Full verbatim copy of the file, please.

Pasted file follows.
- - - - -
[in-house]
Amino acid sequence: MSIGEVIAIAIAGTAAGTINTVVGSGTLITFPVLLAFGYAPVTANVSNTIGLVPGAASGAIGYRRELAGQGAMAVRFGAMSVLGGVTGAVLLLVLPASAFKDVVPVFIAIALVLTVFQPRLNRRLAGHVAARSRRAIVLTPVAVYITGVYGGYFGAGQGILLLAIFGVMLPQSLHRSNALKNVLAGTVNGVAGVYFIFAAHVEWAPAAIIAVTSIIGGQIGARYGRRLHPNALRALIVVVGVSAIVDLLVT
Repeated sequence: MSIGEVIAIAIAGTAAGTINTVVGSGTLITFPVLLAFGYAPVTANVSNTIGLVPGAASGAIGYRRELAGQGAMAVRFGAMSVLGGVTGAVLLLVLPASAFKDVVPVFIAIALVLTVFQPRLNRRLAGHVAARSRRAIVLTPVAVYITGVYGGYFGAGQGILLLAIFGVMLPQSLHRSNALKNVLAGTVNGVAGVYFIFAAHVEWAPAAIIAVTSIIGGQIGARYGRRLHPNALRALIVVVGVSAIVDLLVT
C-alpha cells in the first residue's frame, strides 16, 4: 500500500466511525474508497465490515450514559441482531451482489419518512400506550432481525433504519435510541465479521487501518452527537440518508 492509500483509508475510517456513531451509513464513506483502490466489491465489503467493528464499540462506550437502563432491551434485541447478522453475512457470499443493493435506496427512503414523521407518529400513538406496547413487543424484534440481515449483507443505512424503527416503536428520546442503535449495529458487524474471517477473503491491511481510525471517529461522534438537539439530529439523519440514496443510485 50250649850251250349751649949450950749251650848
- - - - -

[in-house]
Amino acid sequence: MSIGEVIAIAIAGTAAGTINTVVGSGTLITFPVLLAFGYAPVTANVSNTIGLVPGAASGAIGYRRELAGQGAMAVRFGAMSVLGGVTGAVLLLVLPASAFKDVVPVFIAIALVLTVFQPRLNRRLAGHVAARSRRAIVLTPVAVYITGVYGGYFGAGQGILLLAIFGVMLPQSLHRSNALKNVLAGTVNGVAGVYFIFAAHVEWAPAAIIAVTSIIGGQIGARYGRRLHPNALRALIVVVGVSAIVDLLVT
Repeated sequence: MSIGEVIAIAIAGTAAGTINTVVGSGTLITFPVLLAFGYAPVTANVSNTIGLVPGAASGAIGYRRELAGQGAMAVRFGAMSVLGGVTGAVLLLVLPASAFKDVVPVFIAIALVLTVFQPRLNRRLAGHVAARSRRAIVLTPVAVYITGVYGGYFGAGQGILLLAIFGVMLPQSLHRSNALKNVLAGTVNGVAGVYFIFAAHVEWAPAAIIAVTSIIGGQIGARYGRRLHPNALRALIVVVGVSAIVDLLVT
C-alpha cells in the first residue's frame, strides 16, 4: 500500500466511525474508497465490515450514559441482531451482489419518512400506550432481525433504519435510541465479521487501518452527537440518508 492509500483509508475510517456513531451509513464513506483502490466489491465489503467493528464499540462506550437502563432491551434485541447478522453475512457470499443493493435506496427512503414523521407518529400513538406496547413487543424484534440481515449483507443505512424503527416503536428520546442503535449495529458487524474471517477473503491491511481510525471517529461522534438537539439530529439523519440514496443510485 50250649850251250349751649949450950749251650848